Tips for driving donations through your Google Grant Ads

Tips for driving donations through your Google Grant Ads

Google Grant Ads are one of the most useful but under-appreciated digital marketing channels. Here’s why they’re great:

  • They’re fantastic for reaching a warm, interested audience. People who are searching are demonstrating interest and intent.
  • They’re great for ‘always-on’ promotion and acquisition.
  • Once they’re set up correctly, they’re easy to maintain.
  • They’re very frequently neglected – so having good Google Ads will give you a competitive edge.
  • You can advertise in multiple countries.
  • They’re great for supporting work on other channels – people who see your ads and messages on other channels will frequently Google you to see what you’re about. Good Google Ads will help to move those people down the funnel.
  • They’re free (FREE!) under the Google Grant, with an ad spend of up to $330 per day / $10,000 per month.

Tips for using your Google Grant Ads to drive donations

  • Generally, donation campaigns targeting keywords like ‘donate to X cause’ don’t really perform, even for very large brands. My theory for this is: when people are prompted to want to support a charity (e.g. after seeing some media coverage or an ad), they are most likely to just Google the charity name, and then see what options to get involved are on the website when they get there.
  • Across a large number of Grant accounts, I’ve seen Brand campaigns drive way more donations than fundraising campaigns – because those are the ads people will see when they Google a charity’s name or the cause.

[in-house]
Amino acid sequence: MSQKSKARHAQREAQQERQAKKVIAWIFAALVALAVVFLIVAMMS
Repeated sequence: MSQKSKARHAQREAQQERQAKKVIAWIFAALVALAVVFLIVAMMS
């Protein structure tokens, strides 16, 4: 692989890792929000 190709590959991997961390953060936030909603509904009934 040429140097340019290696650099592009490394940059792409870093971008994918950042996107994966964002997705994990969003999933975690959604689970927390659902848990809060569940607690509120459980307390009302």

• Sitelink extensions with a donation call to action on the Brand campaign can work really well for driving donations (see this sample from the WWF – I got this ad when I Googled “wwf”).
  • The exception to the ‘people don’t really search for “donate to X charity”‘ rule is when there’s a huge international crisis or emergency. At time of writing this (May 2022), there are lots of people searching for ‘donate to Ukraine’, ‘support people in Ukraine’, etc. If you’re a charity helping people affected by a big crisis like this, you should also set up a campaign targeting specific ‘help people in X crisis’ searches.
  • This shouldn’t replace your brand ads though – run both a brand campaign with donation sitelinks, and a separate campaign for the specific emergency. That way, you’ll have ads for two separate types of searchers: people who want to support the current emergency, and people who want to support your cause for other reasons.
  • It’s really important to sort out your landing pages and website donation process – you can have really strong ads and sitelinks, but if the experience is bad when people arrive, you’ll lose them. Improving the UX and user journey on your website will benefit all your channels, not just Google Ads.
  • Finally, conversion tracking is key for making the most of Google Grant Ads. If you don’t have this done already, set up a conversion / goal for donations on Analytics, import it into Google Ads, and then optimise the Brand campaign for conversions. This means Google will allow you to spend more than the $2 limit on those keywords.

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